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International Education: A Potentiality for Ethical Development

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Part of the Education in the Asia-Pacific Region: Issues, Concerns and Prospects book series (EDAP,volume 48)

Abstract

This chapter sketches the evolution of international education in terms of definition, approach and rationale from the late nineteenth century to current days. It notes the uneven terrain of international education practices that favour Western universities as sites of knowledge production and consumption. It discusses the research landscape of international education in relation to returning graduates and migrants, noting a marked absence in attending to graduates or returnees’ socioeconomic contributions to their home countries. The chapter offers Amartya Sen’s capabilities approach as a framework to view international education as a potentiality for ethical development. Anchored in pluralism, the capabilities approach could provide insights about conditions for people-centred development because it allows for evaluation to consider local voices and perspectives of those who live and work in the local communities rather than institutions from afar. In highlighting the potentiality of international education for ethical development, the chapter embraces the vision of education for international understanding and global citizenship – the core ideas of the international education movement when it began in the late nineteenth century and the global education goal of the United Nation 2030 Agenda for Sustainable Development Goals (SDG 4).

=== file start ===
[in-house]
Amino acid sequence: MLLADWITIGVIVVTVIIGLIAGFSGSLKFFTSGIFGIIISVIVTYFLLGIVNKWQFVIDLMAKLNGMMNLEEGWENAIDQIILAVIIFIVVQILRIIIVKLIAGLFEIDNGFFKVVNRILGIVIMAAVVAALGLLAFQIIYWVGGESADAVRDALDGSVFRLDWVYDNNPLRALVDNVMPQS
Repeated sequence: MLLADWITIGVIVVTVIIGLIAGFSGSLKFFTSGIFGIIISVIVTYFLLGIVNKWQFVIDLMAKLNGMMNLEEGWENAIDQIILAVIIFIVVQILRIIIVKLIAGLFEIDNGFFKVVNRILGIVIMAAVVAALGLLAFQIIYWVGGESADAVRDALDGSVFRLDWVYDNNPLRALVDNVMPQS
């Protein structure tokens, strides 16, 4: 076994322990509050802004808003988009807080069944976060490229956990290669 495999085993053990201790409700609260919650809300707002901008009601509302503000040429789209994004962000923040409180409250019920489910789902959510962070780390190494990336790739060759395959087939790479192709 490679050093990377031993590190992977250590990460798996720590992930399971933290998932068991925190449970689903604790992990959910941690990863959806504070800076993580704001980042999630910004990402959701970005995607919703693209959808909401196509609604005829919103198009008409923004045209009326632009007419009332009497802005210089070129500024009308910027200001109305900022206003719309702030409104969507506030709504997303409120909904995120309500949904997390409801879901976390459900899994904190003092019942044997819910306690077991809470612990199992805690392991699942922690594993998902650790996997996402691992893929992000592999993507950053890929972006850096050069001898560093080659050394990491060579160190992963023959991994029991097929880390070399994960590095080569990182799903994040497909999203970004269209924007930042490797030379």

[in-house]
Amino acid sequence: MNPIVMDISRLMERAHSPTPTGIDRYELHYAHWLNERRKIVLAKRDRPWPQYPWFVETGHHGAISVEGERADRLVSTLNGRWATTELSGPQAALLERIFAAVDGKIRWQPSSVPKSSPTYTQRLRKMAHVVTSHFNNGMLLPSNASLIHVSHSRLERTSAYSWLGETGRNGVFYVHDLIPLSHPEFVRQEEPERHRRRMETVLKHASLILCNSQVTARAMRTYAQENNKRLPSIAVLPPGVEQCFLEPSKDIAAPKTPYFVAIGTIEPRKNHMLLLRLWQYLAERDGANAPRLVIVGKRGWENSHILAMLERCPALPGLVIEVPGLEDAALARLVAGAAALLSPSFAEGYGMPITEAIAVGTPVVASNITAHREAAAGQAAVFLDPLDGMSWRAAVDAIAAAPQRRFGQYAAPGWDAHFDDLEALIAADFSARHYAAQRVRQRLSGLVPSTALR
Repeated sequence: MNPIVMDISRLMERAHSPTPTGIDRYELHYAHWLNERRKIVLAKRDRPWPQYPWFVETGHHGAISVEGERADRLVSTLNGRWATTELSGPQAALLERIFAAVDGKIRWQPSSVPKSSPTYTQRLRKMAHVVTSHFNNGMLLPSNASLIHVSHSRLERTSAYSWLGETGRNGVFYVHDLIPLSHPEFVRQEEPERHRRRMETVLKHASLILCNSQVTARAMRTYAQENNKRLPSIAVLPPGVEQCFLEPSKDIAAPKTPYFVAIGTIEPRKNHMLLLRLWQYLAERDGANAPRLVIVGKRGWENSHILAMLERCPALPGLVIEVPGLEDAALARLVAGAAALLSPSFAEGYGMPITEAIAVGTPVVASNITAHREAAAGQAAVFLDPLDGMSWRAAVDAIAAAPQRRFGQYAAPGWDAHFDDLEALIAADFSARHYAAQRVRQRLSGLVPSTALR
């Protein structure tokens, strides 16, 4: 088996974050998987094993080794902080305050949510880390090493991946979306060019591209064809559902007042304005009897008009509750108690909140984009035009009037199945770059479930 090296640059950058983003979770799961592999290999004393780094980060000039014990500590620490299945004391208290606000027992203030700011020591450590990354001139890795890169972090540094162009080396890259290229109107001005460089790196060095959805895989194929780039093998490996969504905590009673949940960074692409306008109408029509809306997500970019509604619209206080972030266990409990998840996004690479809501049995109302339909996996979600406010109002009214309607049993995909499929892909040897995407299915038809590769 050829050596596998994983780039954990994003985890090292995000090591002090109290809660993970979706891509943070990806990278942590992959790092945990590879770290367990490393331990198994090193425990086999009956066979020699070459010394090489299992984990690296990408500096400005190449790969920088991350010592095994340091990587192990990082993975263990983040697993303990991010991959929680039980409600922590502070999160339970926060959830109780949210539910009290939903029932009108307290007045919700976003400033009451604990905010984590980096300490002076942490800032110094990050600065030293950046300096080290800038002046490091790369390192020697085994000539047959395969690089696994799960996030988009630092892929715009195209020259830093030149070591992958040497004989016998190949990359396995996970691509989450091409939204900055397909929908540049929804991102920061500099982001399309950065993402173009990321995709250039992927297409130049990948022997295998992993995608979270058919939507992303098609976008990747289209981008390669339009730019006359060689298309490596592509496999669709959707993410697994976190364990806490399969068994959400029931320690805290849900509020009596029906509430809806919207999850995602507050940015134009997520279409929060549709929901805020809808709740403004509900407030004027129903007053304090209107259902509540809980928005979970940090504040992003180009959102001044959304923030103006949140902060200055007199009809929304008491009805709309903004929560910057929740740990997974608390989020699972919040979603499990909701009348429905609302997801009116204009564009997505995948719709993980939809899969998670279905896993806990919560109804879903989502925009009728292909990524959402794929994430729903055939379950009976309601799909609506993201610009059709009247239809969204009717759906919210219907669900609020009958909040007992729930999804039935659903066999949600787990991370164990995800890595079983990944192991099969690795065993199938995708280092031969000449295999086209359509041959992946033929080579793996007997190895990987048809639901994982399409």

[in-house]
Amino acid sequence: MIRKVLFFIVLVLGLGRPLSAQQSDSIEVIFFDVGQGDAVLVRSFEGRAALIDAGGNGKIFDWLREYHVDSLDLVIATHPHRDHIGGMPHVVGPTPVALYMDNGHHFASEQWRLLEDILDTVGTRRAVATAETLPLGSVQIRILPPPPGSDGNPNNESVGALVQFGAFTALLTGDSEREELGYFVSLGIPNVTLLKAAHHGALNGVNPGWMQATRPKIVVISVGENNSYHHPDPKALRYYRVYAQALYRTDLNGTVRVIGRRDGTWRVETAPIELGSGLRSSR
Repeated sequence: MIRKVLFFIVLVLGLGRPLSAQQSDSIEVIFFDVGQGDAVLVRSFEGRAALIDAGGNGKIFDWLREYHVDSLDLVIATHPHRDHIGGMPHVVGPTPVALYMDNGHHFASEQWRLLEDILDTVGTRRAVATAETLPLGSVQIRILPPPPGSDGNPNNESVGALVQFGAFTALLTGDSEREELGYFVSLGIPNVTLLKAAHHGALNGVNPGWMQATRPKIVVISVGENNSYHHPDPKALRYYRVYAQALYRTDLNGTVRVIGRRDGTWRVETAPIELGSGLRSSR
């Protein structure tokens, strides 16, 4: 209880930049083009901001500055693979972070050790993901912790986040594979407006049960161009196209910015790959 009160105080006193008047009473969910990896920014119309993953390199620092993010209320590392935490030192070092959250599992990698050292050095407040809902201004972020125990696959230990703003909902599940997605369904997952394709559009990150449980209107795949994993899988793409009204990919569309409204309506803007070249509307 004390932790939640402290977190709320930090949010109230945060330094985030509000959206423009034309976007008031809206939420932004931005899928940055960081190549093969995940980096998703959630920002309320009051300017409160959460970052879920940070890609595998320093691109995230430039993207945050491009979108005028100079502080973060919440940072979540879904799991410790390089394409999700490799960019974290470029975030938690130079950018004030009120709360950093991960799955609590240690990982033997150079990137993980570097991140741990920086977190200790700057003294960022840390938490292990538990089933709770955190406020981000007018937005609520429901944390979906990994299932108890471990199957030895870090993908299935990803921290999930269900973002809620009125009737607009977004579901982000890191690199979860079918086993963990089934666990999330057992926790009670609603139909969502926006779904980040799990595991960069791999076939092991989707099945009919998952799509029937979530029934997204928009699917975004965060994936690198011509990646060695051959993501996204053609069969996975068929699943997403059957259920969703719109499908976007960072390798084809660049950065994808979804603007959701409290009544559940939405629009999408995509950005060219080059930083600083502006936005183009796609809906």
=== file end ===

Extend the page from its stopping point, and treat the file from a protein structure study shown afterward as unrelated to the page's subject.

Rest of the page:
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Fig. 2.1

Notes

  1. 1.

    This book adopts UNESCO’s and the OECD’s definition of international education as studying at universities in the host countries that students do not have citizenship.

  2. 2.

    The ‘West’ is referred to in this book in terms of cultural orientation and includes countries in North America, Western Europe, the UK, Australia and New Zealand. As this book makes the connection between international education, globalisation and development, the terms ‘North’ and ‘West’, ‘South’ and ‘non-West’ are used with similar meanings and within the context of the discussion.

  3. 3.

    Australian international student enrolment data generally does not represent the number of overseas students in Australia or the number of student visas issued in different countries. Instead data counts actual course enrolments.

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Pham, L. (2019). International Education: A Potentiality for Ethical Development. In: International Graduates Returning to Vietnam. Education in the Asia-Pacific Region: Issues, Concerns and Prospects, vol 48. Springer, Singapore. https://doi.org/10.1007/978-981-13-5941-5_2

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